While years of official neglect are largely responsible for the mosque's exterior state of decay, St. Petersburg's wet and cold climate is also a factor. Restorers hope modern innovations such as stainless-steel joints will ensure their work remains looking new for decades to come.

The mosque's guardian for 25 years, St. Petersburg Mufti Zhafar Ponchaev, told RFE/RL the restoration is the realization of a dream. It is, he believes, a visual and spiritual gift for all of the city's residents and visitors. "For us, and for everyone living in our city, not just Muslims, this restoration is a great joy. In Central Asia, everyone knows that there is this mosque here, that prayers are said here. So the fact that the mosque is being restored, I repeat, brings joy to all of us: to Muslims and all the inhabitants of this city. When passersby walk past, I hear them saying, 'Look! Look at that decoration!'" Ponchaev said.

Ponchaev noted that over the past 10 years, tens of thousands of Muslims from the former Soviet Union have migrated to St. Petersburg, creating a diaspora he estimates now forms 10 percent of the city's population of 5 million. "After the collapse of the Soviet Union, many [Muslims] from Uzbekistan and other regions, from the Caucasus, have come here -- over 500,000 in total," Ponchaev said.

Ponchaev invited a small group of journalists for a look inside the building. A spectacular, 3-ton filigree brass chandelier, hanging under the central dome, forms the centerpiece of the whitewashed interior. It is an original -- dating to 1913 -- as are the delicately carved wooden screens on the second floor, reserved for women. "The Koran says that both sexes are equal. But men must not think of the flesh when they come here," Ponchaev explained. "And how could you not think of the flesh if you had all those attractive ladies to gaze at, in their short skirts, in front of you? That is why tradition has it that women should remain upstairs."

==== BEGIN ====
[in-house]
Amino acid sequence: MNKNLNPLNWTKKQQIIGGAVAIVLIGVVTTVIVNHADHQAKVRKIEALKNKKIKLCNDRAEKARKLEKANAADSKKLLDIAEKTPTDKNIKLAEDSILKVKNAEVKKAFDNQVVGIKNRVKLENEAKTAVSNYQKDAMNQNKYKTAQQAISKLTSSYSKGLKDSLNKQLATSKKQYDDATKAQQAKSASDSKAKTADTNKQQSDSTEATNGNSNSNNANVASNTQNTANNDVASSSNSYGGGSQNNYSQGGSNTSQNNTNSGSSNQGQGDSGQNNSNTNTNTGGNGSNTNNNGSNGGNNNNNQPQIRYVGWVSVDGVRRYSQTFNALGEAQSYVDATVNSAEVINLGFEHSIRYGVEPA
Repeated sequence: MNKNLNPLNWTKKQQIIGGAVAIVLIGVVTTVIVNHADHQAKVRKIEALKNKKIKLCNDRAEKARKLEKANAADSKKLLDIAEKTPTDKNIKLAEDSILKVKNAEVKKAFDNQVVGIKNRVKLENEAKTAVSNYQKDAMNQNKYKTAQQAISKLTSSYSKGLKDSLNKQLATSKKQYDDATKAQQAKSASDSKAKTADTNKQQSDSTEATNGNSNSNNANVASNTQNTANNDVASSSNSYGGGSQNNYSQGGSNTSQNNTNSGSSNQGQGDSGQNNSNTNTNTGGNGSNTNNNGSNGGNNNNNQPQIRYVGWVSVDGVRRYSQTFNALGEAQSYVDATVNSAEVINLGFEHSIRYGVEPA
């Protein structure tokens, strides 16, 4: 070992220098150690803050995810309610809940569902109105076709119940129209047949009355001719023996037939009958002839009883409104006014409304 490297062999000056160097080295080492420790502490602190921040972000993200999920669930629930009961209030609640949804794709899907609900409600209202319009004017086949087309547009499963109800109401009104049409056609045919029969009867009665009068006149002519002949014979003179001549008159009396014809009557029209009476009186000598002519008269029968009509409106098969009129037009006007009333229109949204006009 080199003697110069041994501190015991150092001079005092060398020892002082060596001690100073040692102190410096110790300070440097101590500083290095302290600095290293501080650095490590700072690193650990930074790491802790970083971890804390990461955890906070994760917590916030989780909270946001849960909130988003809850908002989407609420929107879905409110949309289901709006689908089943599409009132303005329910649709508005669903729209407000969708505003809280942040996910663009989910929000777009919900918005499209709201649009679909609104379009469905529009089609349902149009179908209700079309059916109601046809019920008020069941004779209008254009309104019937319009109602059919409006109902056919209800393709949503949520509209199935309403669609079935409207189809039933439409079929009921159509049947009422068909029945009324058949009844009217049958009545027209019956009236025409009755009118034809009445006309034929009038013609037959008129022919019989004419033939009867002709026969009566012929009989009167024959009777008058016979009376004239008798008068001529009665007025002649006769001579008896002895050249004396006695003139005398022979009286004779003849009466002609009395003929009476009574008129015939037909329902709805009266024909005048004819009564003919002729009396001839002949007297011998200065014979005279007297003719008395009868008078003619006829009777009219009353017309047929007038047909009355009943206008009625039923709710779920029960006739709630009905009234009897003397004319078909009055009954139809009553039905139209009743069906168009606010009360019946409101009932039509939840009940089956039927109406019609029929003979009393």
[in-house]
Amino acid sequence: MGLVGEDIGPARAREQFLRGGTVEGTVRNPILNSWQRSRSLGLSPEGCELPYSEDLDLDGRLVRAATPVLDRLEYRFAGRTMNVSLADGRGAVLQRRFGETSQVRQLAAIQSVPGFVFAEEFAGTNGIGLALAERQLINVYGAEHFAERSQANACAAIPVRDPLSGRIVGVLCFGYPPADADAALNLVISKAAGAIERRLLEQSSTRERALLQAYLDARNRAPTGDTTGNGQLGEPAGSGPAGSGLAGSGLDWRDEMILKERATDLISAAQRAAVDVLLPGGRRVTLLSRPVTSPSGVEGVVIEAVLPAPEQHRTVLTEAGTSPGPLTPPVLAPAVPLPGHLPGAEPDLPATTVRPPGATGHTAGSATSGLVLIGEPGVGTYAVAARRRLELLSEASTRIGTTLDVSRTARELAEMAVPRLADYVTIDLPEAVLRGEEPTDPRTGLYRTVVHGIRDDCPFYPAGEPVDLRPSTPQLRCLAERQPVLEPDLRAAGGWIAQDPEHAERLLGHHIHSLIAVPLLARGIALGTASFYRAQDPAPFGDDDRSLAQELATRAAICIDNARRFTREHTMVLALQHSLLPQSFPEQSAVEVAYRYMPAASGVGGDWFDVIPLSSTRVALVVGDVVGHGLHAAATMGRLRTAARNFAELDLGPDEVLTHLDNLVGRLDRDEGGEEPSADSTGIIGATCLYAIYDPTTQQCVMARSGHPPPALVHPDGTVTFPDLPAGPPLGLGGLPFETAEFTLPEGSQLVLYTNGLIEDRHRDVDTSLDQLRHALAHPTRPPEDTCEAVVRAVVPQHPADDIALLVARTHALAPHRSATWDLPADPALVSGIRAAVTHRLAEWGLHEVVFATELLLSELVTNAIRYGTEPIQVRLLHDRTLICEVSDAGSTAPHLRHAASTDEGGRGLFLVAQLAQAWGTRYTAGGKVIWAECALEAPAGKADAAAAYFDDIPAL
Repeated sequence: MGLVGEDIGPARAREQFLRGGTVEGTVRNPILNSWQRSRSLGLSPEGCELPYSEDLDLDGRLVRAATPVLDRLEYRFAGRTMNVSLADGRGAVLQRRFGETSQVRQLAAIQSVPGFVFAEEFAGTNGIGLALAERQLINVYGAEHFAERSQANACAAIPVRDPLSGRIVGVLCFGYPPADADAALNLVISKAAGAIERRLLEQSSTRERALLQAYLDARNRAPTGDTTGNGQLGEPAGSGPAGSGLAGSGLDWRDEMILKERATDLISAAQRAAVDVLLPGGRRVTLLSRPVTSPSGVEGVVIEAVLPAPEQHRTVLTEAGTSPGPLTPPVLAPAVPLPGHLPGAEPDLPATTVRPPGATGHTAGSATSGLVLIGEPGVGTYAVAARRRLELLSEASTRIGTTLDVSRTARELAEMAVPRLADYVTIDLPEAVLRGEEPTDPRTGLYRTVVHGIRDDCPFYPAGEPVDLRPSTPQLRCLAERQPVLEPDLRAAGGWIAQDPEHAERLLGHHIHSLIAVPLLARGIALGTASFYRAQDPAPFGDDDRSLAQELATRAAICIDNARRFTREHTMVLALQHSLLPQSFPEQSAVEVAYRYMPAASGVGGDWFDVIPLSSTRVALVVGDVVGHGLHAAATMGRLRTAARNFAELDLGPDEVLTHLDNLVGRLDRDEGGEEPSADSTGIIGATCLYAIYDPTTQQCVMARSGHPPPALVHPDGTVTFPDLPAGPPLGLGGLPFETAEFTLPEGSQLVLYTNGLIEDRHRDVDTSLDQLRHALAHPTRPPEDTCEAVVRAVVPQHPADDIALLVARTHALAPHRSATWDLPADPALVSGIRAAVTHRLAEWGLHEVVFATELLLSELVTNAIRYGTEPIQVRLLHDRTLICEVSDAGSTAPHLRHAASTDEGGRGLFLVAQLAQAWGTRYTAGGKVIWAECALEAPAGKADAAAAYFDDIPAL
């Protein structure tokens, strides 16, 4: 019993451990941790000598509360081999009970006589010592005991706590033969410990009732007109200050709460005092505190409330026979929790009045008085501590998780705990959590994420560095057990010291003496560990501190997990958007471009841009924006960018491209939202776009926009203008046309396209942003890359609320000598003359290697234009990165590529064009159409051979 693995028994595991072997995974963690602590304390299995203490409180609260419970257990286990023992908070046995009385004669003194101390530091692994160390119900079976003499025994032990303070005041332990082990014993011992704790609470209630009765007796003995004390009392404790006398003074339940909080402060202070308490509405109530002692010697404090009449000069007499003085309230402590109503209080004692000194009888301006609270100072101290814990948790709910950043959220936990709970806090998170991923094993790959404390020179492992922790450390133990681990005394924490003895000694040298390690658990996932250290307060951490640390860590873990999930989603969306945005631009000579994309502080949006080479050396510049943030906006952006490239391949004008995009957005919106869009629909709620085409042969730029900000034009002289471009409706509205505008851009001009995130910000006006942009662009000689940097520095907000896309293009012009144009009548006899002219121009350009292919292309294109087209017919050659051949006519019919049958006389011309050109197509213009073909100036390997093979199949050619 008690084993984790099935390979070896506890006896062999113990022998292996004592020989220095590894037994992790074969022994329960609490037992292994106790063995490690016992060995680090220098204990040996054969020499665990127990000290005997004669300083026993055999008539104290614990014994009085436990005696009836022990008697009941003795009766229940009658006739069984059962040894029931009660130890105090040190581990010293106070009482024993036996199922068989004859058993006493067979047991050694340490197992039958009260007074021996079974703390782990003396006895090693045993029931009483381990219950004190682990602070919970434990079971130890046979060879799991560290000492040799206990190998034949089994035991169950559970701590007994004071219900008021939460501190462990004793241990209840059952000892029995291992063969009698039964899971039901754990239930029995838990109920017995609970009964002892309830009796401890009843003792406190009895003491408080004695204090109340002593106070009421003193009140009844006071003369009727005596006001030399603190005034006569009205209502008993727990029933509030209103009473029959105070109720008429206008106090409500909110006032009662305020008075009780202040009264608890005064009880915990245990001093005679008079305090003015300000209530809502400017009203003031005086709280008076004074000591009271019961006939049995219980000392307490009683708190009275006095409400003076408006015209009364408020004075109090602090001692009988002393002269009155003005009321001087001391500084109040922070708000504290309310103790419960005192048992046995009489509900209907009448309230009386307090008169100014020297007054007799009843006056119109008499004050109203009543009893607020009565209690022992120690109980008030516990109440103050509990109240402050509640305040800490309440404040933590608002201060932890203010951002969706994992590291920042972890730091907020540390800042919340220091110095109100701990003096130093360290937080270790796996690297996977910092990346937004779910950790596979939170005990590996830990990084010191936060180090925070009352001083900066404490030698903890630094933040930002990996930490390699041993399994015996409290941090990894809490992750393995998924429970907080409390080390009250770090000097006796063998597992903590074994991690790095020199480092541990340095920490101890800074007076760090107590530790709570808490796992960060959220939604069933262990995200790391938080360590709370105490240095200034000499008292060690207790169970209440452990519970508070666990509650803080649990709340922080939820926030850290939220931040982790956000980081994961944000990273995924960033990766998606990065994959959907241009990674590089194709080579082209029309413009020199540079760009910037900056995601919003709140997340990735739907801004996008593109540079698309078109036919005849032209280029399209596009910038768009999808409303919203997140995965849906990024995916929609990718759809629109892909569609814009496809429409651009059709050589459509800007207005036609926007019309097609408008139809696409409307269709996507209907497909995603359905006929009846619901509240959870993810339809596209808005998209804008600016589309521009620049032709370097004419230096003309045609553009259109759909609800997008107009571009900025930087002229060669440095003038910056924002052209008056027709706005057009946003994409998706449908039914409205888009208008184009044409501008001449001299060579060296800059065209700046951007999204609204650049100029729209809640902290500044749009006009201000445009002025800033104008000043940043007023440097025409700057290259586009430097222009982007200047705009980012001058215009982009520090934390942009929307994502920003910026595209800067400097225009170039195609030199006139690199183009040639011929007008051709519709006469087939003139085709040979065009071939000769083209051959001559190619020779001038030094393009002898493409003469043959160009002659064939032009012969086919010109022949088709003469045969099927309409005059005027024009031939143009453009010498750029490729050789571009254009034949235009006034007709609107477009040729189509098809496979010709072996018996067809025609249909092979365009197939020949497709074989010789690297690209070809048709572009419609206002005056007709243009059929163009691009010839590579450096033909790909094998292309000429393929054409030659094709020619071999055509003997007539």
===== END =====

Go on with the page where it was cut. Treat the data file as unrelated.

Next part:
Every Friday, some 3,000 worshippers gather in the building for weekly prayers, while Muslim holy days easily attract five times that number, filling the mosque's outer courtyard. The restoration of St. Petersburg's mosque, Ponchaev said, will act as a beacon, helping to draw more people back to their faith while, he hopes, helping to promote understanding among nations. "Muslim nationals from all over the world are represented here. They all come here on Fridays and for the big holidays. We make no differences between Tatars, Uzbeks, Chechens, Arabs, Kyrgyz, Ingush, or others. We make no difference. God is one," Ponchaev said.

But St. Petersburg is all the richer for the variety of its temples of worship.